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Writing on the Wall

Year of 12 January, 2006

It's indelible.

Spyware is the writing on the wall for Windows: it's the ultimate proof the platform cannot and will not survive.

Recent tests of leading anti-spyware utilities, including Microsoft's own, show that any one of the best on the market can hope to eradicate only 70% of the crud that accumulates. Using several anti-spyware utilities all at once gets the user closer to that worn-out description of how things are on the Unix platforms: 'mostly virus free'.

But as a writer online pointed out, 'mostly virus free' is like a claim of 'mostly herpes free'. Imagine coming home to one's partner and declaring 'honey I got great news from the doctor - I'm mostly herpes free!' That's not going to go over big.

And 'mostly virus free' doesn't go over any bigger in the world of operating systems. Corporations have a greater difficulty abandoning the platform, due in part to the intransigence of suits who just don't want to listen, and due in part to 'lock-ins' Microsoft have previously perpetrated on them.

Home consumers don't have these worries. They can in theory wait to see what Vista brings, but even there no one will know for a great while how things are going to be. If history tells us anything, it screams 'abandon Windows': despite all the pseudo sincerity about cleaning up one's act, the exploits continue - and in many cases actually get worse.

Microsoft could - in theory that is - come out with something radically more secure than what they're offering today, but such a system would be a kludge of a Unix at the very best - and Windows users already have a kludge, so why should they wait?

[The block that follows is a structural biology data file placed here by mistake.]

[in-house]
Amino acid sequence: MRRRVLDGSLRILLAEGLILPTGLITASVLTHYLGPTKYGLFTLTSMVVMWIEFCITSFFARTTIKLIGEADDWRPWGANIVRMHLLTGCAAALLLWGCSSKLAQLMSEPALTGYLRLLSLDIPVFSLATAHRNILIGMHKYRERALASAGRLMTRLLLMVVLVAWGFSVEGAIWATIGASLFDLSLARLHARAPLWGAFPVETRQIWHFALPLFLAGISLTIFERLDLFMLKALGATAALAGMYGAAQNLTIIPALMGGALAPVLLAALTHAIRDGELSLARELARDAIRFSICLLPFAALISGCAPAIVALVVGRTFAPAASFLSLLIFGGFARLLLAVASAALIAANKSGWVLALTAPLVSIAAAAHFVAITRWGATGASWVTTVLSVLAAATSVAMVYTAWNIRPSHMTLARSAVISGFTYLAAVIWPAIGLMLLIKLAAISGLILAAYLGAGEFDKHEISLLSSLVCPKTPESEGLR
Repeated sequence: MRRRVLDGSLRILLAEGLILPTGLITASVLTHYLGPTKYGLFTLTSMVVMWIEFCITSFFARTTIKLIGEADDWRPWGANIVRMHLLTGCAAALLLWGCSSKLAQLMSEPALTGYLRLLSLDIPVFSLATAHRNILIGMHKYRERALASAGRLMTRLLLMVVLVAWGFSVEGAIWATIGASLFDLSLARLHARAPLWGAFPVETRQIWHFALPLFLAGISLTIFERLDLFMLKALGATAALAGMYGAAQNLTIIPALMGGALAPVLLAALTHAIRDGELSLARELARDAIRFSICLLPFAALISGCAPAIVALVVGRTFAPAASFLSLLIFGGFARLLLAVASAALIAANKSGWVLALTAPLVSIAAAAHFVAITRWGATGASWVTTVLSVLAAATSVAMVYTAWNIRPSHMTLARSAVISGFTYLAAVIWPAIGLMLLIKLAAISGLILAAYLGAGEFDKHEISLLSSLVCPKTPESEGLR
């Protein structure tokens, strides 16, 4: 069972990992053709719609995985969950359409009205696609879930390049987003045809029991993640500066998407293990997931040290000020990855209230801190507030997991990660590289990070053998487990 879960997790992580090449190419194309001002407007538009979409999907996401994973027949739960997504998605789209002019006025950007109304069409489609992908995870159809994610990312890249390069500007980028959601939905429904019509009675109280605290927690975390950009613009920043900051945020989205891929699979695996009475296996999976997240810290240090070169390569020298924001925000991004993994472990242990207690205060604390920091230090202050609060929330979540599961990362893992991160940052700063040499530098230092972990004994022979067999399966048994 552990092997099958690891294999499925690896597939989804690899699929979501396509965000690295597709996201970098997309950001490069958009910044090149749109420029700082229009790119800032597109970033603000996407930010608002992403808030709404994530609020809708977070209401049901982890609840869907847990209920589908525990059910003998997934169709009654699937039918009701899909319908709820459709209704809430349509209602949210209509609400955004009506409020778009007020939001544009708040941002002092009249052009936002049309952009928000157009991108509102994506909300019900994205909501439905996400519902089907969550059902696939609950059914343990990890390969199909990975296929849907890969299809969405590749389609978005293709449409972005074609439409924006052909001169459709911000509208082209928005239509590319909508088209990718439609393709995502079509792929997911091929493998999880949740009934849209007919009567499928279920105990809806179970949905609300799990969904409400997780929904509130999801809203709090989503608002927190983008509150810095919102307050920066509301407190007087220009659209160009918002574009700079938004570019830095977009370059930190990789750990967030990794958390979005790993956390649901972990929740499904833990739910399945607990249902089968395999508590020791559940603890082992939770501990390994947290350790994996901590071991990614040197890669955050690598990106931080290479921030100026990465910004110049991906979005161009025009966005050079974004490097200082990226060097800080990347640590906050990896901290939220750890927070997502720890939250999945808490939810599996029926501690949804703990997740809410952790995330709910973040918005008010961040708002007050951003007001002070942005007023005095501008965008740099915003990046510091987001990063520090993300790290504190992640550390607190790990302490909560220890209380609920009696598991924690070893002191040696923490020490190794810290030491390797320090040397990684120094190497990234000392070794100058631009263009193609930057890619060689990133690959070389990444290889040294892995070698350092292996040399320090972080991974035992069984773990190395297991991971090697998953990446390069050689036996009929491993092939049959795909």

If Windows is very very good - which it's not going to be but anyway - it will approach Unix in functionality and overall finess. But it's never going to be closer than within sighting distance of Unix; passing it by is out of the question.

Unix was long seen as more of a philosophy than an operating system, but today it's the accumulation of serious thought on security based on how the Internet works and how users - and systems - can protect themselves.

The Internet as we know it today - in its present incarnation as part of the web revolution - is only a meagre ten years old. Ten years ago things were hunky dory for the most part. Microsoft came out with Windows 95 on 24 August 1995; Linus Torvalds was asking for help with his minimal rewrite of the Unix kernel; Apple were at the end of their rope with Copland; NT was out and eating market share from Unix and Sun; etc.

But that was back then. The Internet as we know it today was very young. The things we see today were hardly even conceived back then. The Love Bug of May 2000 changed all that forever.

On 5 May 2000 the Microsoft users on the planet learned a dear lesson: it was easy to break into Microsoft machines, steal things, and propagate malicious software to other connected machines. In a matter of hours the whole world was collapsing - all because of a little script written with an interface no one had ever used, a script that had total access to everything on the machine.

The Love Bug went in and renamed and corrupted files willy nilly; it stole the contents of the Outlook address book and propagated itself across the net; it just spread and spread and spread, and there wasn't a thing Microsoft users could do about it. The damage caused by the Love Bug is estimated at $5.5 billion.